Martin Luther King Jr. famously said that life's most persistent and urgent question was, "What are you doing for others?"
On the annual day to celebrate his commitment to others, many people choose to honor him by furthering conversations he started or participating in a national day of service as a way to transform his life and teachings into forging better communities.
Hands On Greater Richmond offers myriad ways to serve the community on King Day. Volunteers can sign up at handsonrva.org.
One way to get involved is joining the Neighborhood Resource Center of Greater Fulton in working for food justice. Volunteers are needed to help with constructing their community garden — mulching, building garden beds and moving soil into them — so that come spring, the garden can grow produce for low-income, home-bound and elderly community members. The goal is to alleviate food-access problems in the community. Wear sturdy, closed-toe shoes and clothes you don't mind getting dirty. Hats, sunscreen and water bottles are recommended. No expertise necessary, and tools, hot cider and cocoa are provided. 10 a.m., 1519 Williamsburg Road.
Make a difference at a historic black burial ground. Evergreen Cemetery, established in 1891, is where several notable black Richmonders, including Maggie Walker and journalist and activist John Mitchell Jr., are buried. Because the cemetery was abandoned for years, volunteers are needed to assist with cleanup of the gravestones and surrounding areas. Tools are provided and volunteers should dress for being outside the entire morning, with long pants and closed-toe shoes. If you have them, bring gardening gloves. 9 a.m., 50 Evergreen Road.
Lewis Ginter Botanical Garden needs help cleaning up its Children's Garden, a space dedicated to allowing kids to experience the great outdoors by observing wildlife in a natural setting. Volunteers are needed to mulch pathways and improve flower beds. Tools are provided. Be sure to wear comfortable clothes, dress in layers for being outside and bring water and work gloves if you have them. Meet in the Robins Visitor Center atrium. 9 a.m., 1800 Lakeside Ave.
Tying in with EnRichmond's Evergreen cleanup, the Maggie L. Walker National Historic site on Leigh Street pays homage to King's mission with a 30-minute presentation, History Uncovered: IOSL Gravesites in Richmond, focused on four people buried at East End and Evergreen cemeteries. All four were associated with the Independent Order of St. Luke, a group that provided for African Americans — first as a burial society, then a fraternal order and ultimately an insurance company — and, beginning in 1899, was headed by Walker. 2 p.m., Maggie L. Walker House, 600 N. Second St. Free.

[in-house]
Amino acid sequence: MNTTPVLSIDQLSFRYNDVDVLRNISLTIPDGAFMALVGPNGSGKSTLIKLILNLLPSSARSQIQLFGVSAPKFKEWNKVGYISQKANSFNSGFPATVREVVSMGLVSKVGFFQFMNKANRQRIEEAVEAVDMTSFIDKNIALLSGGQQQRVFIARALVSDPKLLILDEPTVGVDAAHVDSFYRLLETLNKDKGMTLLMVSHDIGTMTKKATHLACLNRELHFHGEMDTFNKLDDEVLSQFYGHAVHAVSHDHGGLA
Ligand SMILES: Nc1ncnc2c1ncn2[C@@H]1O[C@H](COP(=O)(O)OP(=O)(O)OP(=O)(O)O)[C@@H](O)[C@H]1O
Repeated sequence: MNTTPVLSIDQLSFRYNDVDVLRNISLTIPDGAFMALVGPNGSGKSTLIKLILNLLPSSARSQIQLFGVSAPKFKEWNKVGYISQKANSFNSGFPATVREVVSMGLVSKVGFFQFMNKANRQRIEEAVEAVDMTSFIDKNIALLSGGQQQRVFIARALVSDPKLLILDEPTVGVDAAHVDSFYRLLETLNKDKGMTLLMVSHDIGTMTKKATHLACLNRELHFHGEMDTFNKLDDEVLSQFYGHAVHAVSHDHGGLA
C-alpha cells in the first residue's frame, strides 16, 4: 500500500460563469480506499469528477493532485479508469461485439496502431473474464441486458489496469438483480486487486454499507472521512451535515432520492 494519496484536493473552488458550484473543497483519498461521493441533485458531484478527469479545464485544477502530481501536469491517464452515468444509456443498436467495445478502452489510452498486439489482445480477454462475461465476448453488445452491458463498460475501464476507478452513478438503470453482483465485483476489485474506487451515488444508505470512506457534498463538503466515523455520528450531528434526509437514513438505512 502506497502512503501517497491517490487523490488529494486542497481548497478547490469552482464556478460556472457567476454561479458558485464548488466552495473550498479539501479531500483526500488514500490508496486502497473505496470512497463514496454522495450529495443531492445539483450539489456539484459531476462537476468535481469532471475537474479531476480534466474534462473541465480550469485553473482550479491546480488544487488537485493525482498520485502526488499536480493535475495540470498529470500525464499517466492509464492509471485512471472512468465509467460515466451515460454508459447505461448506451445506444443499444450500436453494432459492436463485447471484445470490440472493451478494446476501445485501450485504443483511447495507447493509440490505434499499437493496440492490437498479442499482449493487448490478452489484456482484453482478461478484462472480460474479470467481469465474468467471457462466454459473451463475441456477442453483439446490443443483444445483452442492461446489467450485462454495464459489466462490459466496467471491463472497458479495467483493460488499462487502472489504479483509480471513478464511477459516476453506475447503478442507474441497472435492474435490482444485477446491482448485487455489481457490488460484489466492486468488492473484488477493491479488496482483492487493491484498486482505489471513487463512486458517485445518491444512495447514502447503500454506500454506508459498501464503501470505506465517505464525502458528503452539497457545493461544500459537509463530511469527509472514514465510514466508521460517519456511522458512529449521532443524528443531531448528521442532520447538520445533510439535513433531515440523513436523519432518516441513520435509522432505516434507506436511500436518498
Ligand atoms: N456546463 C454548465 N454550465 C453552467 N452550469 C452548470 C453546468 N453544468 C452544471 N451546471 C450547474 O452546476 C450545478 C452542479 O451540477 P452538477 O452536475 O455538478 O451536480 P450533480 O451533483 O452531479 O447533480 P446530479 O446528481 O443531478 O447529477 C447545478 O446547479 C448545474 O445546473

If you aren't able to perform a day of service but would like to mark Martin Luther King Day, there are many other options.
Virginians for Responsible Gun Laws, the Virginia Center for Public Safety and the Charlottesville Coalition for Gun Violence Prevention are sponsoring an annual Martin Luther King Day Vigil and Day of Advocacy at the Virginia General Assembly in Richmond from 2 to 5 p.m. Interested participants should meet at the Bell Tower on the grounds of the State Capitol by 2 p.m. Hand-held signs and banners are encouraged, but nothing can be attached to a stick.
The Byrd Theatre is showing "Hidden Figures" followed by a guided community conversation. The film details the story of the three black women mathematicians who worked for NASA during the segregated years of the 1950s and charted the launch of astronaut John Glenn into orbit. It screens Sunday, Jan. 14, at 4:30 p.m. free. And Richmond Public Libraries are screening "Selma" about King's legendary Alabama march from Selma to Montgomery in support of voting rights on Saturday, Jan. 13, at 2 p.m. North Avenue Library, 2901 North Ave. Free.
Later in the week, Virginia Commonwealth University holds the featured event of its weeklong celebration when Martin Luther King III gives a keynote address Jan. 17 at 7 p.m. at the student commons. The speech will be moderated by Richmond Mayor Levar Stoney. Free to the public. For a list of all the school's events, visit mlkday.vcu.edu. S